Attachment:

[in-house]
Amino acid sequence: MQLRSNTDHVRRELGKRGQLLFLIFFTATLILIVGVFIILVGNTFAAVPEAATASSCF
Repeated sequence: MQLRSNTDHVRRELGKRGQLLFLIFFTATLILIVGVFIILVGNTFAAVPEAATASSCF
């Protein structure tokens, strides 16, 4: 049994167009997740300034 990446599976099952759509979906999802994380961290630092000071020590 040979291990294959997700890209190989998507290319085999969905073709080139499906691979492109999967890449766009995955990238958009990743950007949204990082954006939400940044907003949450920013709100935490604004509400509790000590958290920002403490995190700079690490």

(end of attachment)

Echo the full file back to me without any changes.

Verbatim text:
[in-house]
Amino acid sequence: MQLRSNTDHVRRELGKRGQLLFLIFFTATLILIVGVFIILVGNTFAAVPEAATASSCF
Repeated sequence: MQLRSNTDHVRRELGKRGQLLFLIFFTATLILIVGVFIILVGNTFAAVPEAATASSCF
């Protein structure tokens, strides 16, 4: 049994167009997740300034 990446599976099952759509979906999802994380961290630092000071020590 040979291990294959997700890209190989998507290319085999969905073709080139499906691979492109999967890449766009995955990238958009990743950007949204990082954006939400940044907003949450920013709100935490604004509400509790000590958290920002403490995190700079690490």